They found the Hops and Yeast after Barley
Wingman reports from the FRA Championships in Lancashire
On Saturday 17th October almost 1000 quality fell runners from the top clubs throughout the UK assembled on a rugged hill side in the small village of Barley 30 miles north of Manchester to do battle for the title of UK Fell Running Relay Champions 2015.
For the first since 2005 Newcastle AC had actually managed to get a plane full of maybes and all were excited about the challenge that lay ahead. The event has over 150 teams of 6 runners competing over the same course, in four different relay legs, each leg with its own particular and peculiar challenges
By far the most completive category, with more than 100 teams taking part is the open men’s, Newcastle AC registered a strong line-up with David O’Flaherty out first (was this an astute tactical ploy by the captain or a desire from the runner to be finished to in time to see ‘Klopp of the Kop’s first game in charge), followed by the pairings David Steele and Paul Carlin, Phil Hodge and John Kelly on navigation and Seamus Lynch on the last leg. The current Northern Ireland Mountain running champion had a brilliant run to post the 5th fastest time of the day on his leg to move the team up by more the ten places to 19th overall – a very credible outcome.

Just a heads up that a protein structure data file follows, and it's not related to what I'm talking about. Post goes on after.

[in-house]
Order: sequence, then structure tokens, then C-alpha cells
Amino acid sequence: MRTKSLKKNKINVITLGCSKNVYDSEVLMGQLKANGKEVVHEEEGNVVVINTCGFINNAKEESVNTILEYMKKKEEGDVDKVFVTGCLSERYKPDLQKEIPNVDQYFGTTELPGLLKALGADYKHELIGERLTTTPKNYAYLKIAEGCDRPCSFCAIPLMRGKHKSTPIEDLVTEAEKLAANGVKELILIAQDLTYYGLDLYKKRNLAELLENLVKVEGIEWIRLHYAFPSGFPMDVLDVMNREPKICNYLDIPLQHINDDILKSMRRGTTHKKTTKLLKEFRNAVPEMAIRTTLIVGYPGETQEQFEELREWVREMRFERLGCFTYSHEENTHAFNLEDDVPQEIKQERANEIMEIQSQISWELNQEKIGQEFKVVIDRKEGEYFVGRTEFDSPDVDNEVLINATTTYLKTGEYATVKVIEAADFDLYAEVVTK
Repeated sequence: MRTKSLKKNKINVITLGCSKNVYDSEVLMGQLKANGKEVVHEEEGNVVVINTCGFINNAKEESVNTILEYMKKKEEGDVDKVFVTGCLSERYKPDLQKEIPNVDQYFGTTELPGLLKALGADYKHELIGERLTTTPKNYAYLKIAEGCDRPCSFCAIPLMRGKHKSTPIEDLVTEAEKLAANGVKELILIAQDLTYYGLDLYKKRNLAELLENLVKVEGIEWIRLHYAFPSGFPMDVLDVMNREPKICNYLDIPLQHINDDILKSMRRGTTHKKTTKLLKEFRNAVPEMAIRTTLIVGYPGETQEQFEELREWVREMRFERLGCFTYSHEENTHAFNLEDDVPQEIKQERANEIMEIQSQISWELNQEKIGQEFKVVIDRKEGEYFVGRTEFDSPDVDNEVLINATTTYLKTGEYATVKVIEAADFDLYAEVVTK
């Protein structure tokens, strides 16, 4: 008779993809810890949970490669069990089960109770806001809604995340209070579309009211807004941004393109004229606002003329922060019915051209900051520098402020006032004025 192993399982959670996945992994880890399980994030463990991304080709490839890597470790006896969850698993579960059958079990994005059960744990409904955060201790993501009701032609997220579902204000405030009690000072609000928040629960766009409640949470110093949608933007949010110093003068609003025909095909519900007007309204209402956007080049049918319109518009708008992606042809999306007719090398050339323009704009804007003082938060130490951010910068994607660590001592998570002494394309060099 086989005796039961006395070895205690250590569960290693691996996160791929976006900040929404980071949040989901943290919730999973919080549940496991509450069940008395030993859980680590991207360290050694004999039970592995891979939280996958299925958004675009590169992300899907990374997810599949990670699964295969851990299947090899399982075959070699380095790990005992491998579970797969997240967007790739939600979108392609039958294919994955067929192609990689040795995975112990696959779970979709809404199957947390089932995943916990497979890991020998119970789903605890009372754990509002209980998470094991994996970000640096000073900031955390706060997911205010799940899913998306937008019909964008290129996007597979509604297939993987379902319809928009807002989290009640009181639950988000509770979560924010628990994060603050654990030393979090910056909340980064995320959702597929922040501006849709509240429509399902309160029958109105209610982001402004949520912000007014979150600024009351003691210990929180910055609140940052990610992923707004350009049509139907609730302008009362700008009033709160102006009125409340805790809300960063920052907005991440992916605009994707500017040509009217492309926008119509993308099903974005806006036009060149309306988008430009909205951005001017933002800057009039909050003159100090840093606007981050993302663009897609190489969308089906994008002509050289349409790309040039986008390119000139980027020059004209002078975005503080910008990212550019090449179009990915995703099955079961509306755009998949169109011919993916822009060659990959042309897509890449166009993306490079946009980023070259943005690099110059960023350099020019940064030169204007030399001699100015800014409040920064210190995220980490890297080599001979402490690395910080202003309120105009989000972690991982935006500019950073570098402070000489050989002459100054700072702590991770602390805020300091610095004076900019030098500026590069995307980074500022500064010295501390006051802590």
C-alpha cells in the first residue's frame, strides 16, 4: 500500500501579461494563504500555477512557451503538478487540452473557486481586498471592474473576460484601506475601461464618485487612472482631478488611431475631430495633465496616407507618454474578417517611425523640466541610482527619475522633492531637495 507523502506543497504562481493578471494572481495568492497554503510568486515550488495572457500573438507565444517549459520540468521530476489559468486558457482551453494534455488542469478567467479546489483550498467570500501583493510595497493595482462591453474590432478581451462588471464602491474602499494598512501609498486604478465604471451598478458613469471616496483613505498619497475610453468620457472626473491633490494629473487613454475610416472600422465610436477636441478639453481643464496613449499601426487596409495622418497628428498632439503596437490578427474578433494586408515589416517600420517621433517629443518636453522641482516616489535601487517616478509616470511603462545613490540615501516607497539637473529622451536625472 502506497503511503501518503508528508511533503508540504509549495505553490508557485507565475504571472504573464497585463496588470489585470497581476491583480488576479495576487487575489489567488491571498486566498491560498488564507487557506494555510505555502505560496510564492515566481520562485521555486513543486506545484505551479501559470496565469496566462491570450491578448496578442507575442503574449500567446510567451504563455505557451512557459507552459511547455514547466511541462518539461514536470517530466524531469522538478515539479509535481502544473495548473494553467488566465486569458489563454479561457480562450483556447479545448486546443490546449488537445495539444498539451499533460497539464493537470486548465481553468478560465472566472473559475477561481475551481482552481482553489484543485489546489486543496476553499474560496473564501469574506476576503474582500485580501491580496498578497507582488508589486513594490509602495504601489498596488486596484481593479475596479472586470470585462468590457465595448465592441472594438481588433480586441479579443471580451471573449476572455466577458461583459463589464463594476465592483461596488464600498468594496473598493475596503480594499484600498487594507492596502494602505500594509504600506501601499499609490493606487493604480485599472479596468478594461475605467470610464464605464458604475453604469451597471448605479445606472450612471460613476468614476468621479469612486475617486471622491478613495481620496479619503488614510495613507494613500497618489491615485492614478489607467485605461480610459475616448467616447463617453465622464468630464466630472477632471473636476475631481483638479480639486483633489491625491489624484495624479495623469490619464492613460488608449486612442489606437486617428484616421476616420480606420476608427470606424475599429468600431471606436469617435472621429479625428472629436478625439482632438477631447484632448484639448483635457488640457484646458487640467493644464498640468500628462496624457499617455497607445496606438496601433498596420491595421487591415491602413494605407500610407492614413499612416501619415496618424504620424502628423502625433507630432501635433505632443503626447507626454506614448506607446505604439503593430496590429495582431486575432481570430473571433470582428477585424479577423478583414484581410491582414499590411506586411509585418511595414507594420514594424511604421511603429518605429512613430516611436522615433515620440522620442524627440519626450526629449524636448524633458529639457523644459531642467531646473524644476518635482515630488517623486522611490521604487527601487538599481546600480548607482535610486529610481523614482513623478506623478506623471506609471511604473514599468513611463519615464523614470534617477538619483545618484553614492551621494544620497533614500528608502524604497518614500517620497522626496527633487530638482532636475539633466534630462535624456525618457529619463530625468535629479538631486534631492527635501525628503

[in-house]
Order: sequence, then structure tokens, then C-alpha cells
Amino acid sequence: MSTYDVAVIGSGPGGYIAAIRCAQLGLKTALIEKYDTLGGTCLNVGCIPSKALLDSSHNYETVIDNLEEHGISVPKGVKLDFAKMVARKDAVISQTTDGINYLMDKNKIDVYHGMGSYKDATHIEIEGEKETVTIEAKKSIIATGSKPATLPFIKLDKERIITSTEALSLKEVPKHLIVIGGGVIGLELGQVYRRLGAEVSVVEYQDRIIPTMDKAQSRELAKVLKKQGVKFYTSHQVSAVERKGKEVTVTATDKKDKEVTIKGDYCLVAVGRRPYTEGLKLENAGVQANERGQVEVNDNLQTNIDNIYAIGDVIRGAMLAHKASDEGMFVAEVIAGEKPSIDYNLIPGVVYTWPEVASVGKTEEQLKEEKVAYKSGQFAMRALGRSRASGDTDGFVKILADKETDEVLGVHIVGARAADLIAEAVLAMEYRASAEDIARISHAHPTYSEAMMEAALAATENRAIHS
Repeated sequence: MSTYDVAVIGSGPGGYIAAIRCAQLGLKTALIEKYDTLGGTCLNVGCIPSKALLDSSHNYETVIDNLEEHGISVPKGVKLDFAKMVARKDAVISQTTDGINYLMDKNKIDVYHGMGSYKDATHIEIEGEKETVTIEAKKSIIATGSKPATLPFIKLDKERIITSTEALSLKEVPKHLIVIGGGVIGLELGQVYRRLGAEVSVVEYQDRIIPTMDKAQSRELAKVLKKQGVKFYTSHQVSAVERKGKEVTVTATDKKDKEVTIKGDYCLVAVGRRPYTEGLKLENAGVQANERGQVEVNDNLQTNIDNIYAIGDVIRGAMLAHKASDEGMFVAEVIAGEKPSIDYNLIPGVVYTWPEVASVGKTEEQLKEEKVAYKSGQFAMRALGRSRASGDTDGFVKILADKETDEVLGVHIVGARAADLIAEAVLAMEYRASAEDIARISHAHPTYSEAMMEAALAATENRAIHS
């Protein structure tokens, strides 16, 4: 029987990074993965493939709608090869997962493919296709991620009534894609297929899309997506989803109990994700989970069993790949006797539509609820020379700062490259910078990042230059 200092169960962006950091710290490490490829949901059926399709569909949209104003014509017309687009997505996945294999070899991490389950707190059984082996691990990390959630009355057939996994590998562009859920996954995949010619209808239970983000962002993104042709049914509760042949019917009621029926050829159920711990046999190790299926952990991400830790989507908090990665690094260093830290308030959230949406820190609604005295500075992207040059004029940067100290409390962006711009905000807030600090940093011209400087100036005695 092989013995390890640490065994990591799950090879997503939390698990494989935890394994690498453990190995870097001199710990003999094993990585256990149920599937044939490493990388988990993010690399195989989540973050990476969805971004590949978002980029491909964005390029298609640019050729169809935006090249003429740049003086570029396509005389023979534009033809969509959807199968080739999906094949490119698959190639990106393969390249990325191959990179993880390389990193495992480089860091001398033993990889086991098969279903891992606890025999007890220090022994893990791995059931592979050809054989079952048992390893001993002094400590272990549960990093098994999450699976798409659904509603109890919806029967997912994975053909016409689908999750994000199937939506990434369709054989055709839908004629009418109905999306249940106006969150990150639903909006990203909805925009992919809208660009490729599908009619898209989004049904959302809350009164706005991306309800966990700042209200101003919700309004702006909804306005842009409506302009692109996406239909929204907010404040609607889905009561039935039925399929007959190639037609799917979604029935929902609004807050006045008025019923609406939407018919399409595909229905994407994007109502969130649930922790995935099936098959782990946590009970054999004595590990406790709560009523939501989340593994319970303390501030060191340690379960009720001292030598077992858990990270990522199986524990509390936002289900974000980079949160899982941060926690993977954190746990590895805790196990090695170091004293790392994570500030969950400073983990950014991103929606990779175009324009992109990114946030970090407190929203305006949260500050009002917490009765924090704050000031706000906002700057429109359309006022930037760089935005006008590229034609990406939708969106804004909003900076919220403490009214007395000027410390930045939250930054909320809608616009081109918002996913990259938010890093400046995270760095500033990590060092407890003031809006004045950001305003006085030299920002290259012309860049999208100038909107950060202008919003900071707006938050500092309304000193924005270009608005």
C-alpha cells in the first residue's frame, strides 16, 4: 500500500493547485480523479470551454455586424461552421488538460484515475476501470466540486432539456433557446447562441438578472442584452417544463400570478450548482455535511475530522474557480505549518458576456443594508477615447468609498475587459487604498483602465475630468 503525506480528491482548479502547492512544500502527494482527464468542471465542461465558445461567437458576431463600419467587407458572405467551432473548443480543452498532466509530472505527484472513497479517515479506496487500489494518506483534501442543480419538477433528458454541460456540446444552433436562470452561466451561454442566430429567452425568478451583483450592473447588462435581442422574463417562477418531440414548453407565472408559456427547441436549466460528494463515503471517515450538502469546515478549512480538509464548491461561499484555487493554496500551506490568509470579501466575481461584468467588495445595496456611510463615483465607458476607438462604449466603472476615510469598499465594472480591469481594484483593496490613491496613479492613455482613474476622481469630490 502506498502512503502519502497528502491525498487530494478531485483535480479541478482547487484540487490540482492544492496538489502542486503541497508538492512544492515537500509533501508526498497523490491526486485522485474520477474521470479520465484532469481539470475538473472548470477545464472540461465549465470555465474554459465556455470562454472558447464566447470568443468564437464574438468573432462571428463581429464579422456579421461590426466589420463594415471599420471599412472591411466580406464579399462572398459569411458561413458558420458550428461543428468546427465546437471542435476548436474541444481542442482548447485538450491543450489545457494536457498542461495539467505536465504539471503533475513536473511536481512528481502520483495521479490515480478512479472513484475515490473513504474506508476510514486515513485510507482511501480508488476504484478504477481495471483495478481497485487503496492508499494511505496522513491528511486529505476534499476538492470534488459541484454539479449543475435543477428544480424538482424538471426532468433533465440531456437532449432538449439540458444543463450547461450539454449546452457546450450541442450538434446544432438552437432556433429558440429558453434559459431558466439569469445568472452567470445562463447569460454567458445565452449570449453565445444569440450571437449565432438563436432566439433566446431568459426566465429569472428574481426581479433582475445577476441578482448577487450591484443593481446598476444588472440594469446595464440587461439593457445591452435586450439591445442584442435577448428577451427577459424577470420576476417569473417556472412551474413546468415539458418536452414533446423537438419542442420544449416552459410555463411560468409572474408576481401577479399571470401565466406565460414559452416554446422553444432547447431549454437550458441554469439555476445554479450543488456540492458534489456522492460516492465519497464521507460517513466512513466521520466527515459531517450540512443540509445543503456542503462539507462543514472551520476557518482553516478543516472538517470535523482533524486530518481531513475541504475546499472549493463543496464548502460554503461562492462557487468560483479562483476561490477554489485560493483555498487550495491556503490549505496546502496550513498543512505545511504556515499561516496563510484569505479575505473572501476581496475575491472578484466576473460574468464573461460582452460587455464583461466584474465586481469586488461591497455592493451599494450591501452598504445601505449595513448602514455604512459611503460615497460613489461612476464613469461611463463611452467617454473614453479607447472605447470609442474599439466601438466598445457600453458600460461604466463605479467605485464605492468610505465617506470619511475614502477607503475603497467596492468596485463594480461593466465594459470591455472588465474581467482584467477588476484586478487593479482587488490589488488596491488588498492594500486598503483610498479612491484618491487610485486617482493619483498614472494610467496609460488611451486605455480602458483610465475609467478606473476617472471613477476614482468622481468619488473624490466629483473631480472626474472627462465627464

In the Ladies open event Vicky Canavan was on the first leg of 7km , handing over to Patricia McKibbin and Paulette Thomson in the 15km pairs leg, next on the navigation Sam McNeilly and Rita Devlin, again around 15km depending on route choice, on the 4th and last 8km leg Debbie Kendall. Newcastle ladies finished 28th Ladies open team. Representing Newcastle in veterans men’s event were, Pete Grant on the first leg, Colum Campbell and Jack O’Hare on the pairs leg, Deon McNeilly and Eamon McCrickard on navigation and PJ McCrickard on the last leg. The team performed well, finishing 16th in their category.
After a successful day of competition, the Newcastle teams set off in their rented minibus to sample the delights of Burnley’s hostelries. Fortunately driver Eamon is an established tea drinker, which is just as well because the directions coming from rear of the bus, made very little sense. Many, many roundabouts later, often with multiple laps round each, refreshments were eventually located. There is some irony in the fact that the team, who had for the most part found their way around the mountains, got lost on their way to the pub when aided by a sat nav!